When players reported to Barons training camp last September, Teemu Hartikainen was viewed as a bubble player to make the Edmonton Oilers' roster after the NHL lockout ended.
The Oilers' brass instructed the Finland native to provide a physical presence around the net, both five-on-five and on the power play. As the four months the lockout dragged on, Hartikainen prospered in his defined role.
When the NHL finally returned in early January, it was a no brainer that Hartikainen would head north with young Oilers stars Jordan Eberle, Justin Schultz, Taylor Hall and Ryan Nugent-Hopkins.
Hartikainen spent the bulk of the final two months with Edmonton in a limited role. A should injury halted his momentum.
He has returned to Oklahoma City for the AHL playoffs, which provide another opportunity to solidify his spot on Edmonton's roster next season.
“He's been a beast in the playoffs,” said team captain Josh Green. “Last year, he arguably was one of our best players down the stretch. If you get him the puck down low it's hard to take it away from him. He's going to make it hard on their D. He can be very taxing on a defense.”
Taxing the defense is Hartikainen's primary role in a best-of-7 Western Conference semifinal series against the Texas Stars, which continues with Game 2 Saturday night in Cedar Park, Texas.
Hartikainen, a 23-year-old center, has scored nine points in the playoffs, including an assist on Anton Lander's overtime game winner in Game 1, a goal just 88 seconds into the extra period that gave the Barons a 2-1 win.
Texas goaltender Cristopher Nilstorp was near unbeatable in a first-round series against Milwaukee. Nilstorp was stingy again in Game 1. In a lower scoring series, Hartikainen could be a difference-maker around the crease.
“If you watch the NHL playoffs, most of the goals basically are scored off rebounds or fighting around the net,” said Barons coach Todd Nelson. “Guys like Hartikainen, Green and (Philippe) Cornet, that's their specialty.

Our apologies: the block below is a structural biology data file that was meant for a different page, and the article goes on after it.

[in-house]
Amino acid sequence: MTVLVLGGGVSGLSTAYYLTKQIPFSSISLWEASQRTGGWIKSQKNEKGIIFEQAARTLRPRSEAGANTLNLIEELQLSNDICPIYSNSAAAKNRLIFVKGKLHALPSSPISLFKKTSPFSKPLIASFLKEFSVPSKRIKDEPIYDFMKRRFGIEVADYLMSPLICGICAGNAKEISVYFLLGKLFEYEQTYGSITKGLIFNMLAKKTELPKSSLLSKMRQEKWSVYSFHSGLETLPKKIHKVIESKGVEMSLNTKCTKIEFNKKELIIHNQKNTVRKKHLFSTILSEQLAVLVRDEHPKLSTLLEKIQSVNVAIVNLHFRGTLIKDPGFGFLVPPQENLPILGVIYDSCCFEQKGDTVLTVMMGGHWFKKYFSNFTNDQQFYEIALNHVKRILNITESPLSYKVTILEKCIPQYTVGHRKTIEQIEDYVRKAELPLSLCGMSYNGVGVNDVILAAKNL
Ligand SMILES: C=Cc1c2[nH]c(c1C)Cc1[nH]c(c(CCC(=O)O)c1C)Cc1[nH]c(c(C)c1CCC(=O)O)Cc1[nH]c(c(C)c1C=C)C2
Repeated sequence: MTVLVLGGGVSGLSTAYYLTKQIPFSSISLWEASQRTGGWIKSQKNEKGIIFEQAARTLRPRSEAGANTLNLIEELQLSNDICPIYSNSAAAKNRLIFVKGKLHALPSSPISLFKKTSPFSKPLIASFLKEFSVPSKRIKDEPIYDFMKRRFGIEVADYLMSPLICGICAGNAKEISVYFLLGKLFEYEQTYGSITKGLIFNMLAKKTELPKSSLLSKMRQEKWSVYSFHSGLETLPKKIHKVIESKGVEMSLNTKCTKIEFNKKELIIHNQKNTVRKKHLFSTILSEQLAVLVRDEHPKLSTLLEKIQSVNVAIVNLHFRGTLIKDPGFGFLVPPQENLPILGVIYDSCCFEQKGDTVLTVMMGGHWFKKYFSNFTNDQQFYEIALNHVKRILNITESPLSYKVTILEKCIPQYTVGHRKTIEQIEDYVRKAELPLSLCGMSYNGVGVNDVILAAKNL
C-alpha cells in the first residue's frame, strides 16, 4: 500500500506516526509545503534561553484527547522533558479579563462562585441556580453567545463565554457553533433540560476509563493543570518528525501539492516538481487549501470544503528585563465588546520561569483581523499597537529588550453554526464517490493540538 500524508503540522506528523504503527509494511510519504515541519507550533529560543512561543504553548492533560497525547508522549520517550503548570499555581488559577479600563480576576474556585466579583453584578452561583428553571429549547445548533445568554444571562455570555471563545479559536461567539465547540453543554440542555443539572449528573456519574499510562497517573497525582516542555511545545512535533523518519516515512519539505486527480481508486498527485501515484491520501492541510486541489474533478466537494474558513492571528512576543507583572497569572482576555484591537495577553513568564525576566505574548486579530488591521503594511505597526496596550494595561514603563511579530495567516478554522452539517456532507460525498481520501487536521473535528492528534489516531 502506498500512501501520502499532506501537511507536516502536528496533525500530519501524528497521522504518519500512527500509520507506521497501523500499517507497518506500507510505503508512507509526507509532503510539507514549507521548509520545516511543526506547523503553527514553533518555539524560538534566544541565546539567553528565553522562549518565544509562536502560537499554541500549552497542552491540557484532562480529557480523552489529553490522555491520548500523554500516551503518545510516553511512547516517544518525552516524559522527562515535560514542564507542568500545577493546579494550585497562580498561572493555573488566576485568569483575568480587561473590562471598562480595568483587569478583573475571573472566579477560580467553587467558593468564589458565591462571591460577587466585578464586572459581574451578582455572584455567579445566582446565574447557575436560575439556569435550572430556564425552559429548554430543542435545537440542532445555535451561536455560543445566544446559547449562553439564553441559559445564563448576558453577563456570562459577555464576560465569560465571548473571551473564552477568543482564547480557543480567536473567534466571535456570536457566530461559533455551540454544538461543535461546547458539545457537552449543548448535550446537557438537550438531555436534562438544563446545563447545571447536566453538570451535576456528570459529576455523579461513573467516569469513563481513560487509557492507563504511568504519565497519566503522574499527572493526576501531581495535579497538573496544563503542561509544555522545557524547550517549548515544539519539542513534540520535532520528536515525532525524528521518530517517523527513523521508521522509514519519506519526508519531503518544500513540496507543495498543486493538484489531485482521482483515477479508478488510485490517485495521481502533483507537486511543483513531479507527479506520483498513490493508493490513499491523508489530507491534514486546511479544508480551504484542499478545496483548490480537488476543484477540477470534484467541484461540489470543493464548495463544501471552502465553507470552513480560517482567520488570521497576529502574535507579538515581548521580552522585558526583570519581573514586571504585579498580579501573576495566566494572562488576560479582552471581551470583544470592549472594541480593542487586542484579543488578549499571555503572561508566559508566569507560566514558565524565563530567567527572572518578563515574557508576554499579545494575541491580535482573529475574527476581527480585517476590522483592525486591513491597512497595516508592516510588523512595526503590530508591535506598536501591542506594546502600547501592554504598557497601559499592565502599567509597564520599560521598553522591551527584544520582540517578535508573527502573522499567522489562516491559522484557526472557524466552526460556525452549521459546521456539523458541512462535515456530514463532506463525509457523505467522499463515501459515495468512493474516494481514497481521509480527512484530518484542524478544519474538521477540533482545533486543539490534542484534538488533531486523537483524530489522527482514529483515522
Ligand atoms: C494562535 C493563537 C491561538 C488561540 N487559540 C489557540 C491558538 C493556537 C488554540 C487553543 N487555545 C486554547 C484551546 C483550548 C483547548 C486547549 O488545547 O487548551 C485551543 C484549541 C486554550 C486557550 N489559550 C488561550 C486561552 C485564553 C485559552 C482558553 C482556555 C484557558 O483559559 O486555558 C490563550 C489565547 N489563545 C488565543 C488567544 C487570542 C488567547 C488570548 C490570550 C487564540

“A guy like Harty, we want him to screen the goalie and if there's any garbage laying around bang it in. You're not going to beat a goalie too often from the wall or 20 feet. A big key in this series is getting traffic in front to make it tough for (Nilstorp) to see shots.”
Selected in the sixth round in the 2008 NHL Draft, Hartikainen, including the playoffs, has scored 42 points in 47 games this season with the Barons. He appeared in 23 games with Edmonton, scoring three points.
Areas Oilers coach Ralph Krueger wants Hartikainen to improve are puck management through the neutral zone and a “consistent physicality.”
“Teemu has played well all season,” Nelson said. “He understands his role and does a good job. Teemu has really improved every year, which is why he spent some time in the NHL.”
A key member of last year's Barons team that reached the Western Conference finals, Hartikainen has scored three goals in Oklahoma City's first six playoff games.
“I love playoff hockey. It's a whole new level,” Hartikainen said. “Teams still playing usually have their goalies playing really well. My job is to go to the net and screen the goalie on the PP (power play) and put pucks on net. We have to find a way to bounce those rebounds in.”
The Barons' top line features AHL All-Star Mark Arcobello, former NHL standout Jonathan Cheechoo and Cornet. The Barons essentially have two No. 1 lines after Hartikainen and Anton Lander returned from the NHL.
During a brief rehab stint in Oklahoma City earlier this season, Lander scored a franchise-record six points against Rockford. He played on a line with Hartikainen and standout rookie Toni Rajala.
“When you play a lot of games with a guy, you're aware where he is on the ice,” Lander said. “I always know where Teemu is. He is strong with the puck. Having a huge body near the net is huge. It's not easy to move him.”
Exactly the role Edmonton officials wanted Hartikainen to embrace.